Shares in Big Tobacco companies listed in Europe led stocks across the region lower on Tuesday, following a report that the White House could introduce new regulations for nicotine levels in cigarettes, affecting how addictive they are.
Shares in U.S. tobacco giant Altria
fell more than 6% in late Monday trading and the stock was down more than 1% further in the New York premarket. Share price declines for Philip Morris International
were more muted — the stock fell more than 1% lower on Monday in New York and was just below flat in the premarket.
The Wall Street Journal reported on Monday that President Joe Biden’s administration is considering new regulations requiring tobacco companies to reduce the nicotine levels in cigarettes sold in the U.S. to the point at which the products are no longer addictive.
A decision on the matter would come as the administration faces a deadline over whether or not it intends to ban menthol cigarettes.
Read more: Biden administration could require tobacco companies to reduce nicotine in cigarettes
European-listed tobacco stocks led shares across the region lower on Tuesday. The pan-European Stoxx 600
was 0.7% lower while London’s FTSE 100
dipped 0.5%. The CAC 40
in Paris fell 0.8% and Frankfurt’s DAX
were pointing down around 30 points, set for a soft open to continue declines after the index closed 123 points lower on Monday at 34,077.
Analysts said that macro factors remain the same, with bond yields, inflation concerns, and the continuing pressure of COVID-19 infections in Europe on the radar as the market turns to a wave of corporate earnings.
“Earnings could be a catalyst to give the overall market a sense of direction,” said Jim Reid, a strategist at Deutsche Bank.
This sentiment was echoed by Michael Hewson, an analyst at CMC Markets, who noted that “it is perhaps not surprising that after the gains seen last week, that we might see some modest profit-taking as we gear up for further big earnings announcements this week.”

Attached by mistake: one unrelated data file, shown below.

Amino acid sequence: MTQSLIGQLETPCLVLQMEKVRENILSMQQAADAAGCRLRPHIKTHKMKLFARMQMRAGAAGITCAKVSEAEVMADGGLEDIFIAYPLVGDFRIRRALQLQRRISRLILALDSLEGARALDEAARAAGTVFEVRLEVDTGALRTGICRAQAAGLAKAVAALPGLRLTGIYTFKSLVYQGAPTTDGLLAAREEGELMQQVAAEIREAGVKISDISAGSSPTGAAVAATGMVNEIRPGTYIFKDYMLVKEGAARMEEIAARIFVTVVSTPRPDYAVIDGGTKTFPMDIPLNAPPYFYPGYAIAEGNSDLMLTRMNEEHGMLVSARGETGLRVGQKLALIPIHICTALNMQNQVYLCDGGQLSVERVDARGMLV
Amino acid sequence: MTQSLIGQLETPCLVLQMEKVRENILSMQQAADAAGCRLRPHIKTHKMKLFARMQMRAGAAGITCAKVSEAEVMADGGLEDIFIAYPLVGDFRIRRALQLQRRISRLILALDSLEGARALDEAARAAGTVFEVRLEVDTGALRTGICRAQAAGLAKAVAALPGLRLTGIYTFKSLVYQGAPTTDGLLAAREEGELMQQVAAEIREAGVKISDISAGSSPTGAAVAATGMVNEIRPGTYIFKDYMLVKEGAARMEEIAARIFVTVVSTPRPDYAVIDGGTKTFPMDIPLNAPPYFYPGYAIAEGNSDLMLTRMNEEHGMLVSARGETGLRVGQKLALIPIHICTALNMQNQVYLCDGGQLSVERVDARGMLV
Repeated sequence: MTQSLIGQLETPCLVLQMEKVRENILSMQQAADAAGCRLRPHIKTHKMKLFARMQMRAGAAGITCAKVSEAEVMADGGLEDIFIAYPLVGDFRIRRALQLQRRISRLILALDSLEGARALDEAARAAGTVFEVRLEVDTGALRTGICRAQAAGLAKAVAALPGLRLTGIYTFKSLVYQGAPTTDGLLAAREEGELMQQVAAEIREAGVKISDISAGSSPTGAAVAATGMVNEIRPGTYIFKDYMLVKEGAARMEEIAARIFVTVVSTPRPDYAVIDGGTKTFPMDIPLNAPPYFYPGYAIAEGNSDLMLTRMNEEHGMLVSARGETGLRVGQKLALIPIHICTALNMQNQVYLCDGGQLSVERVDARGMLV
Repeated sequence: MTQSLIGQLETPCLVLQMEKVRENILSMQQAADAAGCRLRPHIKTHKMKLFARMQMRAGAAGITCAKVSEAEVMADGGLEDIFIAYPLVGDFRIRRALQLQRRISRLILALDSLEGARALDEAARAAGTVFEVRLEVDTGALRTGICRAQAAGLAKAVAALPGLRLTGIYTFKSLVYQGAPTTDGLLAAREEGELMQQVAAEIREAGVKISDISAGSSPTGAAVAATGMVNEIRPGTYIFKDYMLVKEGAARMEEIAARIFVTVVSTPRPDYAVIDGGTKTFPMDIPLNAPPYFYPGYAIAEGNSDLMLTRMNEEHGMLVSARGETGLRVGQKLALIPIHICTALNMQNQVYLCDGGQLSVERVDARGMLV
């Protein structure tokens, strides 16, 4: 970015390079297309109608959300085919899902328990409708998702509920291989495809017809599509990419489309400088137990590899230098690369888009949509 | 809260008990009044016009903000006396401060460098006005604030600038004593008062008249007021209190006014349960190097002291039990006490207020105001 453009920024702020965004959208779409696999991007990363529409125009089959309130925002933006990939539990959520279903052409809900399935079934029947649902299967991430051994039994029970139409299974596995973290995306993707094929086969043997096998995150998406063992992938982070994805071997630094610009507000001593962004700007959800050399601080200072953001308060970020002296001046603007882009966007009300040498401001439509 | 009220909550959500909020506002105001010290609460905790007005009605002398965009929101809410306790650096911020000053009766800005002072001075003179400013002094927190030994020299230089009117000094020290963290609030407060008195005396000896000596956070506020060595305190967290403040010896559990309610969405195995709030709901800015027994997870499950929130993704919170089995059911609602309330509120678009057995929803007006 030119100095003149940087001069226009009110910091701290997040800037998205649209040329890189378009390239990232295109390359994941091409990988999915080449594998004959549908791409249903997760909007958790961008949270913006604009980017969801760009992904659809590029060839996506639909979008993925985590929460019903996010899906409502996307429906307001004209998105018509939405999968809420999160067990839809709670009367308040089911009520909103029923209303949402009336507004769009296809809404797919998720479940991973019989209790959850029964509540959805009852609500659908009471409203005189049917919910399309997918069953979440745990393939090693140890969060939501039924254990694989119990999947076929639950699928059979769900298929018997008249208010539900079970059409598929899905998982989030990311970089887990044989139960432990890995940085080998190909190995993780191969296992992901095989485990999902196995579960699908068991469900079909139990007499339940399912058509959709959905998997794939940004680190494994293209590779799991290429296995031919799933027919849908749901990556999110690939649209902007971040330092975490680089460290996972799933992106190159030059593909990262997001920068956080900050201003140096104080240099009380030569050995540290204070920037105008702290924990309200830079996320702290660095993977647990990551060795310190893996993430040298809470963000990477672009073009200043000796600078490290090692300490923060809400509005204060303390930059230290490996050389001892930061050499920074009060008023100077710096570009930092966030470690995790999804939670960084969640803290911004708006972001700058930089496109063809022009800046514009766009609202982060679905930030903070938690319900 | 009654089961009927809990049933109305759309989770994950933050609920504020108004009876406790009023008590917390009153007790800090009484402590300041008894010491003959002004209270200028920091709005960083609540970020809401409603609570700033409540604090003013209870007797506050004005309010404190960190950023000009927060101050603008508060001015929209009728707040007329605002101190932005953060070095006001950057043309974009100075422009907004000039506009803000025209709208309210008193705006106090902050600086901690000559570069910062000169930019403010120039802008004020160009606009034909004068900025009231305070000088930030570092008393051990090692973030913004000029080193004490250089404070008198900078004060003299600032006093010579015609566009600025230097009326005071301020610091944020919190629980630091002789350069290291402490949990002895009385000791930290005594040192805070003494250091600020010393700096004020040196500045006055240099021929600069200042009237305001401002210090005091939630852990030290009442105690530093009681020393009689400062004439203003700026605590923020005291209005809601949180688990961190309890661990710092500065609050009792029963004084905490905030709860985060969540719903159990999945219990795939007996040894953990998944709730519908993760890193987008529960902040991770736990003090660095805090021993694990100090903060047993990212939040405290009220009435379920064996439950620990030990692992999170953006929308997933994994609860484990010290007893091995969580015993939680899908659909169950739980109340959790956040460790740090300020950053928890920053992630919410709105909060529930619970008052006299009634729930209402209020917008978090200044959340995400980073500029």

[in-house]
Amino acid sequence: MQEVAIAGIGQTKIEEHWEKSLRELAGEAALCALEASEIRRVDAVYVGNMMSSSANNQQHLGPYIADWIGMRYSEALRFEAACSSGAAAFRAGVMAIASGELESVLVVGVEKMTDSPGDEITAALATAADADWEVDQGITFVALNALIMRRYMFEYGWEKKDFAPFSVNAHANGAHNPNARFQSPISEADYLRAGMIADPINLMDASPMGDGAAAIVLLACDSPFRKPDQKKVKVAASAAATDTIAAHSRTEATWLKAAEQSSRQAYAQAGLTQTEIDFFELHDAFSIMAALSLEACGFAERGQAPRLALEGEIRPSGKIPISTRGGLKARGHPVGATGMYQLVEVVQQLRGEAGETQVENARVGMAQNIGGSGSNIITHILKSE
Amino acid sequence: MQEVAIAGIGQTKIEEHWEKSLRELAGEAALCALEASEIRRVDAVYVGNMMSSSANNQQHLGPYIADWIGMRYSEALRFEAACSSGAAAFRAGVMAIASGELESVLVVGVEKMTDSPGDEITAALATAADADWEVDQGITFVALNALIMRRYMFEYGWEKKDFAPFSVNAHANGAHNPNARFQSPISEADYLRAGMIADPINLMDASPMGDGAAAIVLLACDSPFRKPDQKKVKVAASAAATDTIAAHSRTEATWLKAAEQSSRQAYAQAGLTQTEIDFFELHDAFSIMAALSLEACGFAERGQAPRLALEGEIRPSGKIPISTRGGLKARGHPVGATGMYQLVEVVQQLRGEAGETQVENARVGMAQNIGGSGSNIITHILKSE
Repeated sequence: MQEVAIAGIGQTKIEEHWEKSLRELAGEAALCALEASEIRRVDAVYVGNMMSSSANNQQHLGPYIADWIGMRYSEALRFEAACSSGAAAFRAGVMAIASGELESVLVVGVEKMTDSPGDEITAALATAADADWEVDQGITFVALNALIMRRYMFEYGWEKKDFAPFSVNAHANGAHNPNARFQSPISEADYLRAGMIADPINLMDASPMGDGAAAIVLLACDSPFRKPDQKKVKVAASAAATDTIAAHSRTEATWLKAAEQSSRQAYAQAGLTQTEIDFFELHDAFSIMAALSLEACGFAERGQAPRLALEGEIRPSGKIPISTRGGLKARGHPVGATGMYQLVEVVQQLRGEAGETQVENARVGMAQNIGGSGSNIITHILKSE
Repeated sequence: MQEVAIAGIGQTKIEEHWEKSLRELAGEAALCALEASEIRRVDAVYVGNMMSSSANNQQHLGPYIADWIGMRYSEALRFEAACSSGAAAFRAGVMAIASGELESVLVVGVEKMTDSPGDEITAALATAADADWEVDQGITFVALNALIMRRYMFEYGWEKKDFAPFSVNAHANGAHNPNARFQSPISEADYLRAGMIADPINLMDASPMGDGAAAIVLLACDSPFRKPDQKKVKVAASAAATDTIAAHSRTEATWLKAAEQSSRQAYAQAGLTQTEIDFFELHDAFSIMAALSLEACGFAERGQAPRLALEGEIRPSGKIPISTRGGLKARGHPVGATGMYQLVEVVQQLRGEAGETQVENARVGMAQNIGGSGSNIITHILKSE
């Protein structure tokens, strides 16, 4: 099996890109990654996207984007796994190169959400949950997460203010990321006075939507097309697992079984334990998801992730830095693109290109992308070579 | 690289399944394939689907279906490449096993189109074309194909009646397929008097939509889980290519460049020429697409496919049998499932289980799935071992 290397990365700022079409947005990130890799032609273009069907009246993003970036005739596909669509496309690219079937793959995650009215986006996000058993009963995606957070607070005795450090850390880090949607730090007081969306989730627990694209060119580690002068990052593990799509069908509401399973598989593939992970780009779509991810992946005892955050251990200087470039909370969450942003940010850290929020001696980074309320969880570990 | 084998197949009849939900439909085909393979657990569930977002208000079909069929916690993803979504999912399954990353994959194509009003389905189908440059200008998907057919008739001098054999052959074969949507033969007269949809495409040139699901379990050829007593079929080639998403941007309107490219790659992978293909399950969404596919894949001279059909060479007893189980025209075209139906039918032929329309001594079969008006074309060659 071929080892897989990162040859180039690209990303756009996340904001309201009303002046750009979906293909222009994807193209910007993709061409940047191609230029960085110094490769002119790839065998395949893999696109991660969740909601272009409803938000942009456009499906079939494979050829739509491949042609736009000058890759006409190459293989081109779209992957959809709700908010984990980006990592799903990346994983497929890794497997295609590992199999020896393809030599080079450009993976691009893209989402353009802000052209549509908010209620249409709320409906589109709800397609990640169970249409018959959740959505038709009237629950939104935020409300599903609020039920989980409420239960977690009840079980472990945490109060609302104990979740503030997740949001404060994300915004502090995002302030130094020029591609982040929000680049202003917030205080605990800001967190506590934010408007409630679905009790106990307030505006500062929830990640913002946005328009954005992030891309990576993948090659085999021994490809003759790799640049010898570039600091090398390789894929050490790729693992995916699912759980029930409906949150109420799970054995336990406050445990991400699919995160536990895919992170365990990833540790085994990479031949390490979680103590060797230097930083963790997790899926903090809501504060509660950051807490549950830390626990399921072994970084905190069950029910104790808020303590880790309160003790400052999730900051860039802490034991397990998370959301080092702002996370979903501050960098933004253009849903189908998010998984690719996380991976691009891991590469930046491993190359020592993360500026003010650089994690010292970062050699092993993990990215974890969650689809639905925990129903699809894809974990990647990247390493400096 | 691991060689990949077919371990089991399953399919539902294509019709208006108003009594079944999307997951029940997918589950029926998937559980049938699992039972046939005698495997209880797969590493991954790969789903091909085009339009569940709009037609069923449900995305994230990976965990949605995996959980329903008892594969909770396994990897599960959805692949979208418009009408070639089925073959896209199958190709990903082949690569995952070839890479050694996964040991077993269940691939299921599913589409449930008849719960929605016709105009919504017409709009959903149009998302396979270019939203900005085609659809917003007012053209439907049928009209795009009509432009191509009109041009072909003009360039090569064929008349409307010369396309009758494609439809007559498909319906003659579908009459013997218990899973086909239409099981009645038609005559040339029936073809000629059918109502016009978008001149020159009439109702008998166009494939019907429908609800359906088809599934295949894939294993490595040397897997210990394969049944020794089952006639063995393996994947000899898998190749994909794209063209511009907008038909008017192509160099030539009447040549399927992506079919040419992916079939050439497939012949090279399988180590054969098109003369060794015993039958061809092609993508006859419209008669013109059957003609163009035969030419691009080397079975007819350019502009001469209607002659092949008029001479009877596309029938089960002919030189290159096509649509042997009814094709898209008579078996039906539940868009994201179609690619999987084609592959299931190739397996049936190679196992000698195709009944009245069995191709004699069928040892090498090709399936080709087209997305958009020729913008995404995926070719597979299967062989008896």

Looking past the tobacco stocks, shares in London-listed Czech cybersecurity firm Avast
a FTSE 100 component, climbed near 3% higher after the group reported results for the first quarter of 2021. Revenue and adjusted earnings both grew more than 10% in the quarter compared with the same period last year, and Avast raised its forecast for the full year.
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German automobile titans Volkswagen
were among the leading gainers in Frankfurt trading, adding buoyancy to the DAX index with Volkswagen stock near 2% higher. Daimler prereleased upbeat first-quarter results on Friday that Deutsche Bank analysts expect to pave the way for similar earnings announcements from Volkswagen and BMW in the coming days.
stock slipped near 3% in Paris following downbeat earnings. The French food giant confirmed its guidance for the full year and said that sales fell in the first quarter of 2021 as the pandemic continued to weigh on its activities.
Shares in Italian soccer club Juventus
fell 6.5% in Milan, erasing some of 18% gains on Monday following news that the club would join a prospective breakaway European Super League of top clubs. Backlash from fans and politicians against the new league continued on Tuesday, though shares in Manchester United
— listed in the U.S. — were up more than 2% in premarket, after climbing near 7% on Monday.